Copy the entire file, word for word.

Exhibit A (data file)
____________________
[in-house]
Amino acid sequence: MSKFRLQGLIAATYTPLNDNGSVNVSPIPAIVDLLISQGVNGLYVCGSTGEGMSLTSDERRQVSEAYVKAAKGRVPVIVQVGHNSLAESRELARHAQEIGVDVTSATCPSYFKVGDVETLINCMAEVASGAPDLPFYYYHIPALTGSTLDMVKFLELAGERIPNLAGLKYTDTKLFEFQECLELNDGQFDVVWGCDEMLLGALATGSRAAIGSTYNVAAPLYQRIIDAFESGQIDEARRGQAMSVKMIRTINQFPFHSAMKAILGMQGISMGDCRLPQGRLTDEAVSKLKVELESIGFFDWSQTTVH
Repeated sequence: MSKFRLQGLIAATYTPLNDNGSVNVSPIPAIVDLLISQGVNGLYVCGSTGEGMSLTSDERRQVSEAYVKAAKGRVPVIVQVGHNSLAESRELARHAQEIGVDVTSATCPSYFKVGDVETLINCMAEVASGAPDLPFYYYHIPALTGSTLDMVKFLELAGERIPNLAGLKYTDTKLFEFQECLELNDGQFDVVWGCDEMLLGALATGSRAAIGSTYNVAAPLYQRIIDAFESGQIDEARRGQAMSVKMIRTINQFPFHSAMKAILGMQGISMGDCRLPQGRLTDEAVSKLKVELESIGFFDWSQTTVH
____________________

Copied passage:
[in-house]
Amino acid sequence: MSKFRLQGLIAATYTPLNDNGSVNVSPIPAIVDLLISQGVNGLYVCGSTGEGMSLTSDERRQVSEAYVKAAKGRVPVIVQVGHNSLAESRELARHAQEIGVDVTSATCPSYFKVGDVETLINCMAEVASGAPDLPFYYYHIPALTGSTLDMVKFLELAGERIPNLAGLKYTDTKLFEFQECLELNDGQFDVVWGCDEMLLGALATGSRAAIGSTYNVAAPLYQRIIDAFESGQIDEARRGQAMSVKMIRTINQFPFHSAMKAILGMQGISMGDCRLPQGRLTDEAVSKLKVELESIGFFDWSQTTVH
Repeated sequence: MSKFRLQGLIAATYTPLNDNGSVNVSPIPAIVDLLISQGVNGLYVCGSTGEGMSLTSDERRQVSEAYVKAAKGRVPVIVQVGHNSLAESRELARHAQEIGVDVTSATCPSYFKVGDVETLINCMAEVASGAPDLPFYYYHIPALTGSTLDMVKFLELAGERIPNLAGLKYTDTKLFEFQECLELNDGQFDVVWGCDEMLLGALATGSRAAIGSTYNVAAPLYQRIIDAFESGQIDEARRGQAMSVKMIRTINQFPFHSAMKAILGMQGISMGDCRLPQGRLTDEAVSKLKVELESIGFFDWSQTTVH